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African-American Women in the Woman's Christian Temperance Union

Document 1

Frances E. W. Harper, a well-known African-American reformer and Superintendent of Work among Colored People of the WCTU, tried to recruit African-American women into the WCTU:

       A woman sat beneath the shadow of her home, while the dark waves of intemperance [overindulgence in alcohol] dashed against human hearts and hearth-stones, but there came an hour when she found that she could do something else besides wring her hands and weep over the ravages of the liquor traffic, which had darkened so many lives and desolated so many homes. . . . Victor Hugo has spoken of the nineteenth century as being woman's era, and among the most noticeable epochs in this era is the uprising of women against the twin evils of slavery and intemperance, which had foisted themselves like leeches upon the civilization of the present age. In the great anti-slavery conflict women had borne a part, but after the storm cloud of battle had rolled away, it was found that an enemy, old and strong and deceptive, was warring against the best interests of society; not simply an enemy to one race, but an enemy to all races--an enemy that had entrenched itself in the strongholds of appetite and avarice [greed], and was upheld by fashion, custom and legislation.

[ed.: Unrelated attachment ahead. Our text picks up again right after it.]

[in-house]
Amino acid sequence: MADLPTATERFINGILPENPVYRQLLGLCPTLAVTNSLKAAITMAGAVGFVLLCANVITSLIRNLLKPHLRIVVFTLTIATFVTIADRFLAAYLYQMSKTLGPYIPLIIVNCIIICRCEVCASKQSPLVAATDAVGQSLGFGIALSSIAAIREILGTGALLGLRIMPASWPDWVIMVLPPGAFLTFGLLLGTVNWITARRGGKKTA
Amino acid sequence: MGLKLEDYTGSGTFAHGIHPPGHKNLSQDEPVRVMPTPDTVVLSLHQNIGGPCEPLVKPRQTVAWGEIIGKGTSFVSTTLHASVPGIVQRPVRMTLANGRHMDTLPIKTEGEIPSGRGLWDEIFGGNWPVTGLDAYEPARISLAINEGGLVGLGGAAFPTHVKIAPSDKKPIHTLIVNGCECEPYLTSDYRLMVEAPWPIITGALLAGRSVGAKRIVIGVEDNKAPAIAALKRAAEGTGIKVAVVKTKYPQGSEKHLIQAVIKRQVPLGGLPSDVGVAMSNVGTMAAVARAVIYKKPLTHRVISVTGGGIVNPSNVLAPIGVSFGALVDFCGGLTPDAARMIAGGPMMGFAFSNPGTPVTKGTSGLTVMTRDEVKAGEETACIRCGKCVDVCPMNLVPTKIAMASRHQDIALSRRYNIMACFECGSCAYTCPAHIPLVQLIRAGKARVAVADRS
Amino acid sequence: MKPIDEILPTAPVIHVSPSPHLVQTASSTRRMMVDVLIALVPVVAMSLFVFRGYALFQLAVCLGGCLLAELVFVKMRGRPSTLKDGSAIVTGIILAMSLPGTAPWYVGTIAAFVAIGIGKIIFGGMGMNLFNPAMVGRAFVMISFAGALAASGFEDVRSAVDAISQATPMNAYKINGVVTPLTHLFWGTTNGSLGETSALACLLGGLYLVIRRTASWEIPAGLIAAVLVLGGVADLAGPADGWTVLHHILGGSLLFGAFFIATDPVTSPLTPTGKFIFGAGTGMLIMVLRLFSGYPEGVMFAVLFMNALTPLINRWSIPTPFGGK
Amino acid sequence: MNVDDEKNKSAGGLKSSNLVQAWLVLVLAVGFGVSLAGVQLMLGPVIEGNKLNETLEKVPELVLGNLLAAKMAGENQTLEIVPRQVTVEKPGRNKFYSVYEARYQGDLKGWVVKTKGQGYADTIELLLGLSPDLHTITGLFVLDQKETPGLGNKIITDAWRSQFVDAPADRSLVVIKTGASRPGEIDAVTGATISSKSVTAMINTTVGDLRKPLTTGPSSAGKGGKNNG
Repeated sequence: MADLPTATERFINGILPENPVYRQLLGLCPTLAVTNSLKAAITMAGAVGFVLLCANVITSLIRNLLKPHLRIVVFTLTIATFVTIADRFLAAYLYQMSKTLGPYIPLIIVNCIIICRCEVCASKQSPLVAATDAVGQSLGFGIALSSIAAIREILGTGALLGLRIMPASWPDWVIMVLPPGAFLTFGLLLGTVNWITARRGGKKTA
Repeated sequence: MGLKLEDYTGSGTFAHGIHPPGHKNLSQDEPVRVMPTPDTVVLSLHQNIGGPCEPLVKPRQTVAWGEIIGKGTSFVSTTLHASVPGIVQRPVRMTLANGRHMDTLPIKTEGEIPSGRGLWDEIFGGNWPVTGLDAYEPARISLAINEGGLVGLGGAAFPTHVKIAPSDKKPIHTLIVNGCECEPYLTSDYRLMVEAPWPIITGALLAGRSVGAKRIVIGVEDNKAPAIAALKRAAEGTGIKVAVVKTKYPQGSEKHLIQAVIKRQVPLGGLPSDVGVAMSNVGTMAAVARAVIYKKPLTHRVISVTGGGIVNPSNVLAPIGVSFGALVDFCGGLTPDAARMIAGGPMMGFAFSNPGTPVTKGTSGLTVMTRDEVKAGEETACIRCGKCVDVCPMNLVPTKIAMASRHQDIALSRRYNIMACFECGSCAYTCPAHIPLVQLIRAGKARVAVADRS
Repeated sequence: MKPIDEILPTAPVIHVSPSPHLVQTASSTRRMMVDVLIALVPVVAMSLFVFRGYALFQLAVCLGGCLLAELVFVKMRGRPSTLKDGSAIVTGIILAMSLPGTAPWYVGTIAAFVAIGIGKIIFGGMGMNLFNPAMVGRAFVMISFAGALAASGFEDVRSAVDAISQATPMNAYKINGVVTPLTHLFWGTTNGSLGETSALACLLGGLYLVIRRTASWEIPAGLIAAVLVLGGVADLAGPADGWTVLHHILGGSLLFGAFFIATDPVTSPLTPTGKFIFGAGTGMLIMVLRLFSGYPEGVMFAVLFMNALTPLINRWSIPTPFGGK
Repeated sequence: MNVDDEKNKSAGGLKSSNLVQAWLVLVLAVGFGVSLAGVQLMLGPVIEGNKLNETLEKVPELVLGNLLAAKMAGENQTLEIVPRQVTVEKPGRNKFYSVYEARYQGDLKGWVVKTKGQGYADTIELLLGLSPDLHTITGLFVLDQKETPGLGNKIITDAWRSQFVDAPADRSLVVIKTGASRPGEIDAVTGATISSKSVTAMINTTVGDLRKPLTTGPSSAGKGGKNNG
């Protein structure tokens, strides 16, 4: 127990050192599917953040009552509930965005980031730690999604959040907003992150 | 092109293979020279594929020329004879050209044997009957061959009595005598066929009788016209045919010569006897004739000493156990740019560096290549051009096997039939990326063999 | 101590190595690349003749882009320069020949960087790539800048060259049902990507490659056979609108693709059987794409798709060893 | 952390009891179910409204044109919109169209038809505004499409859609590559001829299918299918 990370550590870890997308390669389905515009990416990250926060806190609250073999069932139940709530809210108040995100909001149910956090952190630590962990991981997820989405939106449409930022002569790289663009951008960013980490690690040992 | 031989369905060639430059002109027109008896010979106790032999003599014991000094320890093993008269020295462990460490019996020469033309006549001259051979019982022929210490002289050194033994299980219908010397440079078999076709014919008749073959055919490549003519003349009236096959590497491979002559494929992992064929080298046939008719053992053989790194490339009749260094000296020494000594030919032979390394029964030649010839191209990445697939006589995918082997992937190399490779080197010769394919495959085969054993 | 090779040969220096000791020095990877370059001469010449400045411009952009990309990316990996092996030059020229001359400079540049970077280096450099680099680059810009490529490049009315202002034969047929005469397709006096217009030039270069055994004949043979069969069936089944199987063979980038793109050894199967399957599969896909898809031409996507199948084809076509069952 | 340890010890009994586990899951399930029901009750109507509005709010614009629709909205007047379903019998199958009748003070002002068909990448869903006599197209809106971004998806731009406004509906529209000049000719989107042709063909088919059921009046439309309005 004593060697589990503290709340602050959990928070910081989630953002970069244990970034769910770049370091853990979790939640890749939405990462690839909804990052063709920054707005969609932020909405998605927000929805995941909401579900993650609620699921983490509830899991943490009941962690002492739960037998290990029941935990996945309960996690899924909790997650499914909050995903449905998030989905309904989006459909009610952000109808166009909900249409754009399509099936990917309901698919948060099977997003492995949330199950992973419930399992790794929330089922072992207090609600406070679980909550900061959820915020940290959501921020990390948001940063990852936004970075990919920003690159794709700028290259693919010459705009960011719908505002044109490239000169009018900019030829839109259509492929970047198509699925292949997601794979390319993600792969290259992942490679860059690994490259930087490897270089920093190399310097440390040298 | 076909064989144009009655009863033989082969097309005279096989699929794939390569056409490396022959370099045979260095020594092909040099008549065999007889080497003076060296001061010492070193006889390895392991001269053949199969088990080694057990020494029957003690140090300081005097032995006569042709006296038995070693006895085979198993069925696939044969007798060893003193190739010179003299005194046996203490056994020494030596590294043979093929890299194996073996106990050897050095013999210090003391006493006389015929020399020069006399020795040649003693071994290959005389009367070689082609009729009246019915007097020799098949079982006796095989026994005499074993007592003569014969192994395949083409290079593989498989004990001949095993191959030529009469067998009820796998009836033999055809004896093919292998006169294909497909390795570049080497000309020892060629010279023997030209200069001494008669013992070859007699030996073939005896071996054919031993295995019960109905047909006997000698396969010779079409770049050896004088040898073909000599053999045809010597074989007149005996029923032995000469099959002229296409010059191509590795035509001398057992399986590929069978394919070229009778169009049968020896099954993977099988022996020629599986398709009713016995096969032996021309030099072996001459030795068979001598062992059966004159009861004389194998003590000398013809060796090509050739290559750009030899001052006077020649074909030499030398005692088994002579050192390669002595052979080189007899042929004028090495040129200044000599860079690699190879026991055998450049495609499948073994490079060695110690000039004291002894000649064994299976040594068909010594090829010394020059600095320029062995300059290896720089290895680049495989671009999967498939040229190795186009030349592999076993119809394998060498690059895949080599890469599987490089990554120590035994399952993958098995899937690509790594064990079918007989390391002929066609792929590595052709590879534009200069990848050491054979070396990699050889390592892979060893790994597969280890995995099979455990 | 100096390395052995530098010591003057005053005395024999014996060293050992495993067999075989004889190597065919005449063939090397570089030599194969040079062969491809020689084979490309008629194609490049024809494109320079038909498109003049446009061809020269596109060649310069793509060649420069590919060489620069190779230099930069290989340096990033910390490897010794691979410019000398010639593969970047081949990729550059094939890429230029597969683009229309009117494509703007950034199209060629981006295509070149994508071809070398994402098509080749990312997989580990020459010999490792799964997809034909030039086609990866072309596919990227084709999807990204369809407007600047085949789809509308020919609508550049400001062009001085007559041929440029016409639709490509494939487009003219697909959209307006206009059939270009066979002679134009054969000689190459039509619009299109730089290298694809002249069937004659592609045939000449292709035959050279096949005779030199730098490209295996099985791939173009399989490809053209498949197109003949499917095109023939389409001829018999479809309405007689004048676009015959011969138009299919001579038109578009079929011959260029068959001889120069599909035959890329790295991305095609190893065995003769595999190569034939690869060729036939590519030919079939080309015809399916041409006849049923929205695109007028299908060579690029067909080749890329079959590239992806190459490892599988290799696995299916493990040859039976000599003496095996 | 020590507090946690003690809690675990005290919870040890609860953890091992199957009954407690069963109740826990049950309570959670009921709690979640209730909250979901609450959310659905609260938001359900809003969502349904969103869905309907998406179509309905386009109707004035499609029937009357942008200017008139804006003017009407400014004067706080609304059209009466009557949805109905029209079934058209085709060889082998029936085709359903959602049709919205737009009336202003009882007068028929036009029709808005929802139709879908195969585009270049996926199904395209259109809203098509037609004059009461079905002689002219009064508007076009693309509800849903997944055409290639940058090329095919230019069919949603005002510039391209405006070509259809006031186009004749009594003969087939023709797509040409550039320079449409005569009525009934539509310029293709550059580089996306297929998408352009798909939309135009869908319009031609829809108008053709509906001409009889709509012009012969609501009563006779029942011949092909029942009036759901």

Excerpt from Frances E. W. Harper, "The Woman's Christian Temperance Union
and the Colored Woman," A.M.E. Church Review, 12 (1888)

1. According to Harper, what was the evil that afflicted all races?

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2. Why might Harper make a connection between slavery and intemperance, viewing them as "twin evils?"

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